Winter in Italy is wonderful! While some might shun the sunny peninsula during the winter, we believe that Italy is a great destination year round, even after temperatures drop. With festive holidays, fewer tourists, and more Italians, there’s plenty to experience in Italy in winter!
Planning a trip this winter? Here’s what to wear, do and expect in Italy’s off-season:
Winter weather in Italy ranges from cold and wet in the north to relatively mild in the south. Rome and Naples are Italy’s two major cities that enjoy the mildest winter climates. Head to Rome to see Christmas celebrations in the Vatican City or Naples to shop for artisanal Christmas nativity scenes (and see live ones throughout the city!).
If you’re planing on visiting Rome in the winter Read more about Rome in the off-season.
Even though air temperatures can be mild, December, January, and February are still the coldest months of the year fin Italy so plan for a bit of chill and damp. Up in the mountains you can enjoy the snow, while in other regions you might get rain instead – though usually not enough to ruin a trip, provided you have a raincoat and/or umbrella. The one exception to this is Venice, which can experience its notorious acqua alta during the winter. This is when a combination of wind and tides push so much water into the Venetian lagoon that the streets of La Serenissima actually flood. It might be an inch or two or water, or it might be a foot. In these cases – which are blessedly rare – the only thing to do is strap on a good pair of boots and get wading. Check out our blog for more on how to survive flooding in Venice with dry feet.
What to Wear
Dress warm! Italians don’t let the cold stop them from strolling the streets, chatting at outdoor tables and enjoying their favorite outdoor sports year round. Their secret? Layers! This means a thick cotton or wool undershirt or tank top, then your long sleeve shirt, sweater, huge winter jacket, chic boots and of course scarf, hat and gloves. This doesn’t mean you have to feel puffy under all those layers though. Choose your fabrics wisely and dress for your body shape and you’ll look as chic as a born Milanese.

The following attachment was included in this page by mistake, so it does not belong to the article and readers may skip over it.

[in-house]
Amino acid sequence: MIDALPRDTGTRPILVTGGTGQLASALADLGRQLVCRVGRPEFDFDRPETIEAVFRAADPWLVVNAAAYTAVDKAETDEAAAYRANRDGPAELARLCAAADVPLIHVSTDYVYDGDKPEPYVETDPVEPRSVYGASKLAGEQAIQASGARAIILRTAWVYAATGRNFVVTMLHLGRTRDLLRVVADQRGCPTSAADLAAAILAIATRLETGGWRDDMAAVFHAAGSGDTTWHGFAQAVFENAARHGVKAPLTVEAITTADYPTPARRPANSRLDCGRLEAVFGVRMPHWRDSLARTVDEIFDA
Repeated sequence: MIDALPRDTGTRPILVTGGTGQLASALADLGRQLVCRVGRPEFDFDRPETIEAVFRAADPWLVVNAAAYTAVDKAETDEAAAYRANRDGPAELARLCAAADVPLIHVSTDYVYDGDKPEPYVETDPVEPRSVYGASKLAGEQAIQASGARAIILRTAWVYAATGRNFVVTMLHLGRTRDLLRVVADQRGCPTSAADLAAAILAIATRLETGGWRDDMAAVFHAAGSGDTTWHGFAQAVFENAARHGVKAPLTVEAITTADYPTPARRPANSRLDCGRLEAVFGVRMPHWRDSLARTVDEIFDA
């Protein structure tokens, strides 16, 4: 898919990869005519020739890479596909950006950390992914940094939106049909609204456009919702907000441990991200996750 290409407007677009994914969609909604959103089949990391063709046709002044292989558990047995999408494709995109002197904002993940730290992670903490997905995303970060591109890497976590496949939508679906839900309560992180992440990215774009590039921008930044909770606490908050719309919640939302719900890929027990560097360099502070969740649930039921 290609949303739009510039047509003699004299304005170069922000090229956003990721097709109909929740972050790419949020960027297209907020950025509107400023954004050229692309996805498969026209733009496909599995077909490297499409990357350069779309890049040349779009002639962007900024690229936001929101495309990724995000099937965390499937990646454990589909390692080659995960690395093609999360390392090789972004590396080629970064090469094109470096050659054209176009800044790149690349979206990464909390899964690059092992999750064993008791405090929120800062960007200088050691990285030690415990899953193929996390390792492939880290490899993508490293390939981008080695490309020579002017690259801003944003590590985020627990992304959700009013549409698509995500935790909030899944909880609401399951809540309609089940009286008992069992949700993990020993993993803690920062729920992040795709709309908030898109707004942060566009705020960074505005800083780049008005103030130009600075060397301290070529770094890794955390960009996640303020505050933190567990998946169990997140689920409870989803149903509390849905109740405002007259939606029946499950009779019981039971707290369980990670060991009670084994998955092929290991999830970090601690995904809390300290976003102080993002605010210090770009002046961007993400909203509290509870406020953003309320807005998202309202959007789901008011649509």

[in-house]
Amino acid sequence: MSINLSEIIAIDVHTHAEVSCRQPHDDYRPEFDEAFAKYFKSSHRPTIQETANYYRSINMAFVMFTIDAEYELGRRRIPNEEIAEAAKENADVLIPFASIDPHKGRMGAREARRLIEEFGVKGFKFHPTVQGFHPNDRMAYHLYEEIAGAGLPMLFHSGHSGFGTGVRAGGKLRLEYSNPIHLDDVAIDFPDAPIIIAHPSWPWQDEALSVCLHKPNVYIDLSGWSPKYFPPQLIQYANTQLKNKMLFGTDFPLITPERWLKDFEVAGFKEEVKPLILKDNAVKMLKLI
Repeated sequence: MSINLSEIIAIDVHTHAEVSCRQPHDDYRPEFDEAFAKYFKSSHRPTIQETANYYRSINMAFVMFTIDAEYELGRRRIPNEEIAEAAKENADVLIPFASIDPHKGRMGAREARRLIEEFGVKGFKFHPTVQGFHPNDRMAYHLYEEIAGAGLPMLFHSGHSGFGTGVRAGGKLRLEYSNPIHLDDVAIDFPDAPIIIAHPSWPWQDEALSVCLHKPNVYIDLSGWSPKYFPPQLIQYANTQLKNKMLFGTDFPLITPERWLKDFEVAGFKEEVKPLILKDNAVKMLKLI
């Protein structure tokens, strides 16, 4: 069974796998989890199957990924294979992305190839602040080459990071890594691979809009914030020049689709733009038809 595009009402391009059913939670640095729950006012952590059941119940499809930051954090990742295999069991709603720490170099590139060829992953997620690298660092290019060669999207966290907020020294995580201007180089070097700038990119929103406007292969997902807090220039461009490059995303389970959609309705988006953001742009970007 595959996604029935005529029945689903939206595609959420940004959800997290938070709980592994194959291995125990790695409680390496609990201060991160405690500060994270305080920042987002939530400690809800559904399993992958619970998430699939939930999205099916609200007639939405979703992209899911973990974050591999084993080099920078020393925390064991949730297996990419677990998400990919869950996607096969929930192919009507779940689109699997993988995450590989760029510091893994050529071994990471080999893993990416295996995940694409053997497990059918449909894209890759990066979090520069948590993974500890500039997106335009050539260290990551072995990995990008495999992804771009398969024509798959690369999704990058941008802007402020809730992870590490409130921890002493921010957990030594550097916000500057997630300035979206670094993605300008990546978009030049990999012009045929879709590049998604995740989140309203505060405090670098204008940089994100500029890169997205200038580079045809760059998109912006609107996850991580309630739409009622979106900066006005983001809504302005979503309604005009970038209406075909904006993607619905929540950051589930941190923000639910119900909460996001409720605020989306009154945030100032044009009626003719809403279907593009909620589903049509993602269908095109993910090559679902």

Want to be sure you look as chic as an Italian? Check out How to Dress like an Italian: Fall and Winter Edition.
Winter is also a great time for shoppers. Winter sales begin post-Christmas throughout Italy and last the entire month. Of course Italy has summer sales as well, but in winter you won’t have to fight the crowds.
Things to love
There are a ton of benefits to traveling in Italy during the off-season, here’s some of our favorite things about winter in Italy:
Bargain prices and fewer crowds
Though we love winter, it’s considered the off-season in Italian tourism. This is good news for those visiting Italy in the winter, as prices will be significantly lower and you’ll be able to see the sights with far fewer crowds. From mid-November until about Easter time, excluding a rush near Christmas, you’ll be able to escape the cold, whiling away the hours in your favorite Italian museums and churches without the usual line push or time rush caused by the huge summer crowds. Unlike some other European countries, Italy’s major attractions don’t close during the winter excluding a few days around Christmas, so you’ll still have your pick of the best. The high accommodation prices encountered during the high season will calm down and the often expensive peninsula will feel like your own budget destination.